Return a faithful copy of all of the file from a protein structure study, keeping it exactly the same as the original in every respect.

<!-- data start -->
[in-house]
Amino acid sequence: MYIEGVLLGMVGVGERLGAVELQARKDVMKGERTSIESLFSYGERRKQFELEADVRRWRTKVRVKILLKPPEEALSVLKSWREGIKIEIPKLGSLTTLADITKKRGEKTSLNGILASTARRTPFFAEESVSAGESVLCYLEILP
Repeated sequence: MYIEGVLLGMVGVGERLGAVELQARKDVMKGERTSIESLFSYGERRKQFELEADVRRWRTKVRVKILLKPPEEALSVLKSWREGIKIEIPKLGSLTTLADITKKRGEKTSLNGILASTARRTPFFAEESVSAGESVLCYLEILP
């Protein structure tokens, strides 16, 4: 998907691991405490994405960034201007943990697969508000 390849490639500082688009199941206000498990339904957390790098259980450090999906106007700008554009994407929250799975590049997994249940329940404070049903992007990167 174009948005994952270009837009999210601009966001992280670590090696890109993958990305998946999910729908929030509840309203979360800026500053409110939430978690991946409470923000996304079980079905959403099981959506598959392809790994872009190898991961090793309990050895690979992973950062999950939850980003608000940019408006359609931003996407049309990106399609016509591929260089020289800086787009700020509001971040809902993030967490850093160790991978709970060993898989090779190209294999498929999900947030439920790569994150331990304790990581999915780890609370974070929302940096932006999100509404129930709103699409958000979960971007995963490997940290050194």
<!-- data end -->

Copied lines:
[in-house]
Amino acid sequence: MYIEGVLLGMVGVGERLGAVELQARKDVMKGERTSIESLFSYGERRKQFELEADVRRWRTKVRVKILLKPPEEALSVLKSWREGIKIEIPKLGSLTTLADITKKRGEKTSLNGILASTARRTPFFAEESVSAGESVLCYLEILP
Repeated sequence: MYIEGVLLGMVGVGERLGAVELQARKDVMKGERTSIESLFSYGERRKQFELEADVRRWRTKVRVKILLKPPEEALSVLKSWREGIKIEIPKLGSLTTLADITKKRGEKTSLNGILASTARRTPFFAEESVSAGESVLCYLEILP
């Protein structure tokens, strides 16, 4: 998907691991405490994405960034201007943990697969508000 390849490639500082688009199941206000498990339904957390790098259980450090999906106007700008554009994407929250799975590049997994249940329940404070049903992007990167 174009948005994952270009837009999210601009966001992280670590090696890109993958990305998946999910729908929030509840309203979360800026500053409110939430978690991946409470923000996304079980079905959403099981959506598959392809790994872009190898991961090793309990050895690979992973950062999950939850980003608000940019408006359609931003996407049309990106399609016509591929260089020289800086787009700020509001971040809902993030967490850093160790991978709970060993898989090779190209294999498929999900947030439920790569994150331990304790990581999915780890609370974070929302940096932006999100509404129930709103699409958000979960971007995963490997940290050194």